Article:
Mars Ingenuity helicopter's fourth flight doesn't get off ground... yet

The history-making Ingenuity was scheduled to take off again on Thursday, but it will have to wait and try again.

Amanda Kooser
Freelance writer Amanda C. Kooser covers gadgets and tech news with a twist for CNET. When not wallowing in weird gear and iPad apps for cats, she can be found tinkering with her 1956 DeSoto.
Amanda Kooser
2 min read

NASA's "high-risk, high-reward" Ingenuity helicopter was supposed to take to the Martian skies for the fourth time on Thursday to "push its performance envelope on Mars." This time, the chopper didn't get off the ground, but it wasn't a complete surprise.

"Aim high, and fly, fly again," NASA JPL tweeted in reporting the flight didn't take place as planned. The team followed up to say the helicopter is safe and healthy. "Data indicate the rotorcraft didn't transition to flight mode, which had been a possible outcome," NASA tweeted.

Ingenuity is now scheduled to attempt the fourth flight on Friday, April 30, with data expected to reach Earth around 10:30 a.m. PT.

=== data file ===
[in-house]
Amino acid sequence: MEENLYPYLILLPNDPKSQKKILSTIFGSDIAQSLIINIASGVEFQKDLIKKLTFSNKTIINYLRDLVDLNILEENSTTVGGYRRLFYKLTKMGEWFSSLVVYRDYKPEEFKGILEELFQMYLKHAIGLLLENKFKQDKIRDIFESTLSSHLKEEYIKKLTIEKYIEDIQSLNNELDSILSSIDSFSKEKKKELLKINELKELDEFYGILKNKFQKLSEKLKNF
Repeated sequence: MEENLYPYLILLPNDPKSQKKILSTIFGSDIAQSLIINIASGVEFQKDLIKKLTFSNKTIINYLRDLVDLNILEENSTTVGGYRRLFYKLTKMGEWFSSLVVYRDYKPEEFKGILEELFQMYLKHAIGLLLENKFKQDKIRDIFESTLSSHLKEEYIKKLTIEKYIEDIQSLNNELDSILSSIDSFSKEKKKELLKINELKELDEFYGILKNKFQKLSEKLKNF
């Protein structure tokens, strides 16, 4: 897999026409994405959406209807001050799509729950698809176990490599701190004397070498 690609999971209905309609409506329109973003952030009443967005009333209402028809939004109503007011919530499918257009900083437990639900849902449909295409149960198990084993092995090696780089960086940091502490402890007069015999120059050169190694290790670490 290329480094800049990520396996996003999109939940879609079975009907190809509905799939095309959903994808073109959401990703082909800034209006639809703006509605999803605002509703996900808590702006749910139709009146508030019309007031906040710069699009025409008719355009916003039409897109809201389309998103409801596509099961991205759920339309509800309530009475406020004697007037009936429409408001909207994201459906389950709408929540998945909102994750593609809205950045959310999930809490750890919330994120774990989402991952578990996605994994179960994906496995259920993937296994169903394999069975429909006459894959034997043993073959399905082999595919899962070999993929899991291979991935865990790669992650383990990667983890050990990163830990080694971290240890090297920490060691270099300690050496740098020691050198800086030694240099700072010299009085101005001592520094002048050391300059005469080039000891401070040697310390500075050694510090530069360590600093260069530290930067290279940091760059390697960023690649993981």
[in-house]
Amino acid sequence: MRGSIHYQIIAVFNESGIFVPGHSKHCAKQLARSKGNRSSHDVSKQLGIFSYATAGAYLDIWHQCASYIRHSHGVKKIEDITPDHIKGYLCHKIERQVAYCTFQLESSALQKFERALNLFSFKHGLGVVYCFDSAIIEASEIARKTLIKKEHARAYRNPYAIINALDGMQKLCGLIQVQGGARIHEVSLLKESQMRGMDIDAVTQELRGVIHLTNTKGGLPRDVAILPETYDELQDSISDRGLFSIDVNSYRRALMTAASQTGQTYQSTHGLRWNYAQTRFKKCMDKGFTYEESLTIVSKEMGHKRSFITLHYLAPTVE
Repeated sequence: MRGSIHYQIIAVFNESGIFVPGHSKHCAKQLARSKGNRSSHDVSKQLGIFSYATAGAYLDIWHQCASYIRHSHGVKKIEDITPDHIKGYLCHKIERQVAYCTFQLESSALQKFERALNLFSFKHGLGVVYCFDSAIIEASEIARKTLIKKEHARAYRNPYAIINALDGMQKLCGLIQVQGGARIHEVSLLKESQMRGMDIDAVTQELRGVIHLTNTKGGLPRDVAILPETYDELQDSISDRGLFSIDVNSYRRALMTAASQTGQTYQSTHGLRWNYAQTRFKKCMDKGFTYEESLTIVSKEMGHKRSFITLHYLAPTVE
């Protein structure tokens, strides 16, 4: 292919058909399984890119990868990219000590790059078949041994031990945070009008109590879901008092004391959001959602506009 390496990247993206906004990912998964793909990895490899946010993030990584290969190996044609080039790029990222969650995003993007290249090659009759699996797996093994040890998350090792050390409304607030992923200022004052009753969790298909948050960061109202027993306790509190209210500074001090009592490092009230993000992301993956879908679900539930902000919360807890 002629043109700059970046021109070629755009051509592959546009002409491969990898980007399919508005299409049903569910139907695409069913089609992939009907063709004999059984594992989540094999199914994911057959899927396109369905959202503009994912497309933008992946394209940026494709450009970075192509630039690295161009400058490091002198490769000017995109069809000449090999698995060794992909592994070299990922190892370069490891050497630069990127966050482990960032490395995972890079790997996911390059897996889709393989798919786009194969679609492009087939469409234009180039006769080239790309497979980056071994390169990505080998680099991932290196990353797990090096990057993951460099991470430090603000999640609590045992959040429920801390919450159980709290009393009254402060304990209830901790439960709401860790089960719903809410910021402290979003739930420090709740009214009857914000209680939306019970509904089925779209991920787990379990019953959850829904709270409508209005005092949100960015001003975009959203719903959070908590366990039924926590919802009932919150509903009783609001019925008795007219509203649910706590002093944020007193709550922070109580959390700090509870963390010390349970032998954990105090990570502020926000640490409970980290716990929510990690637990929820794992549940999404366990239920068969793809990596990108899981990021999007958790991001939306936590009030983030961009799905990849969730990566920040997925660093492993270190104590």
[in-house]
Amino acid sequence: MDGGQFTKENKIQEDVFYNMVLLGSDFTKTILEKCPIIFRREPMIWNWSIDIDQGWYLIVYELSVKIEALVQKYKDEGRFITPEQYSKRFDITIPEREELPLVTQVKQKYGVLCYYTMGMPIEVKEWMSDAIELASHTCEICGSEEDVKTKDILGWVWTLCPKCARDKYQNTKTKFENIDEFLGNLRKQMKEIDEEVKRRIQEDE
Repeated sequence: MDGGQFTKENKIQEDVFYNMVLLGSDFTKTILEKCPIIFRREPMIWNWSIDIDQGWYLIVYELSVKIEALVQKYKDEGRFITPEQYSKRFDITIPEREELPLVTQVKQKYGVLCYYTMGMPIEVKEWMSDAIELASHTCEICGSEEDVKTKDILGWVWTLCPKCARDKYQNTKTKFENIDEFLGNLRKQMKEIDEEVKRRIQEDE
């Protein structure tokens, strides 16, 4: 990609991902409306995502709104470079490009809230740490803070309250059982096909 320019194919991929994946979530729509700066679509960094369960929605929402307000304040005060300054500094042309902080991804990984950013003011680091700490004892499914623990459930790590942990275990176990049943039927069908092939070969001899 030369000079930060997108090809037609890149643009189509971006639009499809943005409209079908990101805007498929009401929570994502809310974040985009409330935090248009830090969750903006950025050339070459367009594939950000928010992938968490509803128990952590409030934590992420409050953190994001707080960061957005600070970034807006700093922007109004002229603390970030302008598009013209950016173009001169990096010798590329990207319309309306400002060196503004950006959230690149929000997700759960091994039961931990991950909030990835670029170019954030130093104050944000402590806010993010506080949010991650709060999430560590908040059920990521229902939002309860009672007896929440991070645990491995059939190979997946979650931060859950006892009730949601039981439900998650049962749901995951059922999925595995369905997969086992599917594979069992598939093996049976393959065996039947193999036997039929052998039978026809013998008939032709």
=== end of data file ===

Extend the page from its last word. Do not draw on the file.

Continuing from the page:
NASA JPL said in a statement on Wednesday that Ingenuity has already "has met or surpassed all of its technical objectives." It started earlier this month with the first powered, controlled flight on another planet and ramped up until its third flight set a new speed record for the pioneer.

The fourth flight was originally scheduled to take place at 7:12 a.m. PT on April 29, but it takes several hours for data to return to Earth. The Ingenuity team intended to extend the chopper's range, speed and flight duration. 

The plan was to fly the helicopter to an altitude of 16 feet (5 meters), zip across the landscape to collect images of rocks, sand and small craters below, hover and then head back to its takeoff spot. The flight path was designed to take it 436 feet (133 meters) downrange. The whole flight was set to last 117 seconds. The do-over attempt will aim for the same goals.

Even if Ingenuity never takes flight again, the successful tests already completed could bring a new dimension to how humanity investigates other planets. Said NASA Planetary Science Division director Lori Glaze, "Future Mars exploration missions can now confidently consider the added capability an aerial exploration may bring to a science mission."  

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